A sure fired way to get people to walk on your grass is to put a sign that says "Keep Off The Grass". It is sort of like that "Wet Paint" sign...you have just got to touch it...just to see...is it dry yet? Such was the British government's issue of the October Proclamation of 1763. It prohibited migration and settlement beyond the crest of the Appalachians. This was done as a way to help establish boundaries between the Indians and English who were fighting over this territory [with the French], and give clear title to the Indians for a hunting ground in this Vally of Ohio.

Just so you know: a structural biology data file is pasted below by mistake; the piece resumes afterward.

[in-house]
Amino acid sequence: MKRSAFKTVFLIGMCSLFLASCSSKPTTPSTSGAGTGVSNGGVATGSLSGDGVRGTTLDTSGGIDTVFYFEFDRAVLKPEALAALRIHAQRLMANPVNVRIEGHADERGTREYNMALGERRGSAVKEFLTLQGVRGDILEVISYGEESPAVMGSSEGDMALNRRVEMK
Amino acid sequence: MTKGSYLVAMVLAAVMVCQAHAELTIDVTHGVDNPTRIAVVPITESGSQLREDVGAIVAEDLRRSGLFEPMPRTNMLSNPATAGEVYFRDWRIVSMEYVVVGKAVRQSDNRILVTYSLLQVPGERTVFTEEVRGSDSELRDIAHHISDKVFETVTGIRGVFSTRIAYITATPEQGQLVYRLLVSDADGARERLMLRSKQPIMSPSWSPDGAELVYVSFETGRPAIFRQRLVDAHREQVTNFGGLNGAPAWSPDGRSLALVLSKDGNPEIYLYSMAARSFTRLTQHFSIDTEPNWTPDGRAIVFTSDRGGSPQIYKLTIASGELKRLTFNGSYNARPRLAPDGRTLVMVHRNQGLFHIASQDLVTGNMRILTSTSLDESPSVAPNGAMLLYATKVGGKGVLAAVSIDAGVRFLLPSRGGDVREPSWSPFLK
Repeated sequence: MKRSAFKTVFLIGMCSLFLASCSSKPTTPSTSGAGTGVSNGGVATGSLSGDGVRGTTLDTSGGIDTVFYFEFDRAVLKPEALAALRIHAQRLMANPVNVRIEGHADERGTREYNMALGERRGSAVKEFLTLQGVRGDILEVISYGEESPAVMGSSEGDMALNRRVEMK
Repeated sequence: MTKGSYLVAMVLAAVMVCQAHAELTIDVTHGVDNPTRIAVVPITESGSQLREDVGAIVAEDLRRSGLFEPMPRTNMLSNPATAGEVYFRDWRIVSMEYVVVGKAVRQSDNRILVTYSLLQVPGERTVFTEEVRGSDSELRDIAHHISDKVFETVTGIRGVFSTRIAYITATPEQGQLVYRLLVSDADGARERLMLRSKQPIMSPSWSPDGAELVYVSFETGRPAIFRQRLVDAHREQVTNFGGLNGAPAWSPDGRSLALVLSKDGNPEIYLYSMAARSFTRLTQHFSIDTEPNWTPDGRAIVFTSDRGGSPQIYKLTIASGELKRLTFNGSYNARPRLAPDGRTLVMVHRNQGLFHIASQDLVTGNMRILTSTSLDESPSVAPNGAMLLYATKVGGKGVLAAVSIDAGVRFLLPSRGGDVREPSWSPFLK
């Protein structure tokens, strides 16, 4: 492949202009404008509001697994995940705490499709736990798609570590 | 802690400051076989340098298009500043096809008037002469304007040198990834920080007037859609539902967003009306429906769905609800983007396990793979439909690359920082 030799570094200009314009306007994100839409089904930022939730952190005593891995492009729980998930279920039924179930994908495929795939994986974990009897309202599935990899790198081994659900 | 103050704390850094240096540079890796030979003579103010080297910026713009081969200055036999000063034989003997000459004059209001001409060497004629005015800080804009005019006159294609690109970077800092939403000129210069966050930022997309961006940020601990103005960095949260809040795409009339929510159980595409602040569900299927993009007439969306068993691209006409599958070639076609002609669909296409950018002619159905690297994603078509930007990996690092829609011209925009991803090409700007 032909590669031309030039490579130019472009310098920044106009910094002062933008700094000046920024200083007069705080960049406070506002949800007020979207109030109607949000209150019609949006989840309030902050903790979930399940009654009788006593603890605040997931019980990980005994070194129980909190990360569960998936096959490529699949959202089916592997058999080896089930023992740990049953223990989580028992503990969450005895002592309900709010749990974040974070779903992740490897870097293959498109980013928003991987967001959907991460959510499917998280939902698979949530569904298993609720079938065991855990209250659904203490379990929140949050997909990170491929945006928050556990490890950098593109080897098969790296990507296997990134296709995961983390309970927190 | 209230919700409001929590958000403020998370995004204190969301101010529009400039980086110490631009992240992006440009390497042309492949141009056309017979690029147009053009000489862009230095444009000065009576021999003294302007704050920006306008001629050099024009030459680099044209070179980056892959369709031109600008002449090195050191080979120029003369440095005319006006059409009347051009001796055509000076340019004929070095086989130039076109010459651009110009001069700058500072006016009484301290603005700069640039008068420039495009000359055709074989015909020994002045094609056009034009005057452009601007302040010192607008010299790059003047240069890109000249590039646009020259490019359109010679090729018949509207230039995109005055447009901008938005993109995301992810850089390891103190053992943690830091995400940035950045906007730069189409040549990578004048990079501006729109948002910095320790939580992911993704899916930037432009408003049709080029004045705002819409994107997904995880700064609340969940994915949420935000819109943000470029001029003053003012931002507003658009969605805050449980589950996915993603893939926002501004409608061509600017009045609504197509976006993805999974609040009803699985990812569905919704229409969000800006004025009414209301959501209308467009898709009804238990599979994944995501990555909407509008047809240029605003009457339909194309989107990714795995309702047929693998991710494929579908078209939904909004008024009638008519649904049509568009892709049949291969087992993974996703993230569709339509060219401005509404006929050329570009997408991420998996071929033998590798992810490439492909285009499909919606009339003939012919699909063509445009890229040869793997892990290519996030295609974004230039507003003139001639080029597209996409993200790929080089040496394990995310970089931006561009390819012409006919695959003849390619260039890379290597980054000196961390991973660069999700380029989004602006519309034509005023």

A problem to this proclamation was the fact that Virginia had already promised land to those who had fought in the French and Indian War [1754-1763]. Gov. Dinwiddie in his own proclamation of February 19, 1754, had promised land to the military who would help Virginia maintain their claims to the western lands. Several private groups had already planned their own use of this territory once the dust of war had settled. [George Washington was one.] Likewise, other colonies had their own ideas how this western land should be taken advantage of, for their settlements.
What was to become Kentucky, was right in the middle of it.
"Keep Off The Grass"...well right...not!